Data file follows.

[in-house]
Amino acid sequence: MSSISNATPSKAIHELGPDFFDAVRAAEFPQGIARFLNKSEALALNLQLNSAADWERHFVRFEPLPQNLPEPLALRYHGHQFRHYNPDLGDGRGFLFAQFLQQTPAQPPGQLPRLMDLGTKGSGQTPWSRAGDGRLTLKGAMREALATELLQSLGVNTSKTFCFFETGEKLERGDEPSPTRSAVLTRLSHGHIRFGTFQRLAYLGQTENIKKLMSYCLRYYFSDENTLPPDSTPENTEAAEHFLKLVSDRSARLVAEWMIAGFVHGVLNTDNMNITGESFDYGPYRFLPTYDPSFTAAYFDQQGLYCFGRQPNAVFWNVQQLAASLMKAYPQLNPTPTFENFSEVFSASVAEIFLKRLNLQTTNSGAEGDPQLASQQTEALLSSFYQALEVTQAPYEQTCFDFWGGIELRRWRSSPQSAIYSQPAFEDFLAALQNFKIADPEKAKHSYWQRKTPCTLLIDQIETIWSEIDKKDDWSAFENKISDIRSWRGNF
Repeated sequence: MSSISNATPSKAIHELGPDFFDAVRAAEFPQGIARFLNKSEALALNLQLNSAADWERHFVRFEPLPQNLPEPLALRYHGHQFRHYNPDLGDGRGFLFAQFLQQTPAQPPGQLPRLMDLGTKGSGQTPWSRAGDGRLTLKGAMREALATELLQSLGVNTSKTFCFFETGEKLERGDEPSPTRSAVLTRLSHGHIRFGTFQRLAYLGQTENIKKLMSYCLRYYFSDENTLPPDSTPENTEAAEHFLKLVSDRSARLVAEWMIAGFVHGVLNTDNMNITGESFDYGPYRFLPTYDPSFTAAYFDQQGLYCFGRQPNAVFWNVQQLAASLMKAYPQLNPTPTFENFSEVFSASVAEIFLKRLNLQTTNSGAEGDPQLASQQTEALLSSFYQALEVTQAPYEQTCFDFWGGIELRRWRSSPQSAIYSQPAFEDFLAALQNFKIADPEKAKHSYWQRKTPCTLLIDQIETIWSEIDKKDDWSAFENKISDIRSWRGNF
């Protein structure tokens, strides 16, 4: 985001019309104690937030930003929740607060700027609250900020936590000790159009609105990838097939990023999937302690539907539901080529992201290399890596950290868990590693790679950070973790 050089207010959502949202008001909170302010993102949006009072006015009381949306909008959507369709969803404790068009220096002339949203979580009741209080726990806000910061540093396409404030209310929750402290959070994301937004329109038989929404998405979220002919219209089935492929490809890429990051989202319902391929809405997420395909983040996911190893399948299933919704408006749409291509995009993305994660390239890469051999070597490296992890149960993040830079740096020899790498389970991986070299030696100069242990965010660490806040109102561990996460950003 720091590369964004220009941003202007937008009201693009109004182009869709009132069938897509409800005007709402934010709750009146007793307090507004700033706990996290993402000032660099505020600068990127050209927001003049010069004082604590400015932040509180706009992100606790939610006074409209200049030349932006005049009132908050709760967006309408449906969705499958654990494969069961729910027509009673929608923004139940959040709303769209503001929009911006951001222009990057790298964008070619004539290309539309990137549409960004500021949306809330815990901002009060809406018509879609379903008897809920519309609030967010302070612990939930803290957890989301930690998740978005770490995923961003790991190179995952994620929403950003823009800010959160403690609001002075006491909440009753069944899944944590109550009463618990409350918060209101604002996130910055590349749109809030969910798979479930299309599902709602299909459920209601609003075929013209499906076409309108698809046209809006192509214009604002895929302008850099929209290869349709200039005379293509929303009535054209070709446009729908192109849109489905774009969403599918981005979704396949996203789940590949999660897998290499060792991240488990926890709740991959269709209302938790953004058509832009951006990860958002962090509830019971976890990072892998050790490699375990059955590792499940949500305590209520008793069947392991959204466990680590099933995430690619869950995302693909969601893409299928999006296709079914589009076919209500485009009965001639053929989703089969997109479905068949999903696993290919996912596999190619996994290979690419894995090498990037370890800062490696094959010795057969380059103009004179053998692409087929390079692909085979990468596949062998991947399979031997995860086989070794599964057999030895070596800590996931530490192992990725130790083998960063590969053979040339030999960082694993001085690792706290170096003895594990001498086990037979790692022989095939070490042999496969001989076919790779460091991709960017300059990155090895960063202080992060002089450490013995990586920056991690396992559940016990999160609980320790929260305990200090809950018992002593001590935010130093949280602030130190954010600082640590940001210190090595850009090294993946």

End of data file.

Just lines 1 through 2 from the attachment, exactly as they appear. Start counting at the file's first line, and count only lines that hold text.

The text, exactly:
[in-house]
Amino acid sequence: MSSISNATPSKAIHELGPDFFDAVRAAEFPQGIARFLNKSEALALNLQLNSAADWERHFVRFEPLPQNLPEPLALRYHGHQFRHYNPDLGDGRGFLFAQFLQQTPAQPPGQLPRLMDLGTKGSGQTPWSRAGDGRLTLKGAMREALATELLQSLGVNTSKTFCFFETGEKLERGDEPSPTRSAVLTRLSHGHIRFGTFQRLAYLGQTENIKKLMSYCLRYYFSDENTLPPDSTPENTEAAEHFLKLVSDRSARLVAEWMIAGFVHGVLNTDNMNITGESFDYGPYRFLPTYDPSFTAAYFDQQGLYCFGRQPNAVFWNVQQLAASLMKAYPQLNPTPTFENFSEVFSASVAEIFLKRLNLQTTNSGAEGDPQLASQQTEALLSSFYQALEVTQAPYEQTCFDFWGGIELRRWRSSPQSAIYSQPAFEDFLAALQNFKIADPEKAKHSYWQRKTPCTLLIDQIETIWSEIDKKDDWSAFENKISDIRSWRGNF